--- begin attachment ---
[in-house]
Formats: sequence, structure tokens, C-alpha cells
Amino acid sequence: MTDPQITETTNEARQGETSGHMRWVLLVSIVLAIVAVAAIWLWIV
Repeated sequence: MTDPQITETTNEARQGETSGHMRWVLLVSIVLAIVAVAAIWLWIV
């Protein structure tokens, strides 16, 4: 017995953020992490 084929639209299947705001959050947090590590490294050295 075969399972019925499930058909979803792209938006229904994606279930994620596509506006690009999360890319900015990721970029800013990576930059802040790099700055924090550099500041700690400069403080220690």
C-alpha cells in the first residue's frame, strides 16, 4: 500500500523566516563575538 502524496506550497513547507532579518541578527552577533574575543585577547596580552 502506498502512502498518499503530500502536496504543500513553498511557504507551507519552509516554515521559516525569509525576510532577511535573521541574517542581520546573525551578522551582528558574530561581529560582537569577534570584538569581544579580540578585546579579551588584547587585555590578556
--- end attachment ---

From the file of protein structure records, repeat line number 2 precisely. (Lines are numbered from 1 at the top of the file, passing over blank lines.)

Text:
Formats: sequence, structure tokens, C-alpha cells